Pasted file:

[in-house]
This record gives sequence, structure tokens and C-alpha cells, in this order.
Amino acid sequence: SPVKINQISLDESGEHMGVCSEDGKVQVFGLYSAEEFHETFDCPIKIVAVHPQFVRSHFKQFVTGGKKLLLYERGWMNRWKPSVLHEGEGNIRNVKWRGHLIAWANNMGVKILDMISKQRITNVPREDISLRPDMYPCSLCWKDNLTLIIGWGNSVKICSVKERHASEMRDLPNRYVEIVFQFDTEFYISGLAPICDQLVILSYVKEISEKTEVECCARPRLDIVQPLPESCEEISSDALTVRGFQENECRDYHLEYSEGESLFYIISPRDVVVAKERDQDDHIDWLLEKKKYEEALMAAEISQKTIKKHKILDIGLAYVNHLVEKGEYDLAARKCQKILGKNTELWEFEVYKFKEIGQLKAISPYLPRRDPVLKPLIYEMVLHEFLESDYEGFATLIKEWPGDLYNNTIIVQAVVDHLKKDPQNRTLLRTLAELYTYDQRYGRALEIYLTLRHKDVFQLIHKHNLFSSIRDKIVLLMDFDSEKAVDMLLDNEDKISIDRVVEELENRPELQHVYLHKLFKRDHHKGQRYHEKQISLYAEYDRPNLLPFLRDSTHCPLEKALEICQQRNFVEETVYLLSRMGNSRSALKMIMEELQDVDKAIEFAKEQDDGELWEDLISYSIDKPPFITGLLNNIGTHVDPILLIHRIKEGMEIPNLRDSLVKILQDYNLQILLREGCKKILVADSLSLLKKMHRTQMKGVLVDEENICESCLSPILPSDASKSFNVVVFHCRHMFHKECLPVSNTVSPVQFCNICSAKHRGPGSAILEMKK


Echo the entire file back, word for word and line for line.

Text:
[in-house]
This record gives sequence, structure tokens and C-alpha cells, in this order.
Amino acid sequence: SPVKINQISLDESGEHMGVCSEDGKVQVFGLYSAEEFHETFDCPIKIVAVHPQFVRSHFKQFVTGGKKLLLYERGWMNRWKPSVLHEGEGNIRNVKWRGHLIAWANNMGVKILDMISKQRITNVPREDISLRPDMYPCSLCWKDNLTLIIGWGNSVKICSVKERHASEMRDLPNRYVEIVFQFDTEFYISGLAPICDQLVILSYVKEISEKTEVECCARPRLDIVQPLPESCEEISSDALTVRGFQENECRDYHLEYSEGESLFYIISPRDVVVAKERDQDDHIDWLLEKKKYEEALMAAEISQKTIKKHKILDIGLAYVNHLVEKGEYDLAARKCQKILGKNTELWEFEVYKFKEIGQLKAISPYLPRRDPVLKPLIYEMVLHEFLESDYEGFATLIKEWPGDLYNNTIIVQAVVDHLKKDPQNRTLLRTLAELYTYDQRYGRALEIYLTLRHKDVFQLIHKHNLFSSIRDKIVLLMDFDSEKAVDMLLDNEDKISIDRVVEELENRPELQHVYLHKLFKRDHHKGQRYHEKQISLYAEYDRPNLLPFLRDSTHCPLEKALEICQQRNFVEETVYLLSRMGNSRSALKMIMEELQDVDKAIEFAKEQDDGELWEDLISYSIDKPPFITGLLNNIGTHVDPILLIHRIKEGMEIPNLRDSLVKILQDYNLQILLREGCKKILVADSLSLLKKMHRTQMKGVLVDEENICESCLSPILPSDASKSFNVVVFHCRHMFHKECLPVSNTVSPVQFCNICSAKHRGPGSAILEMKK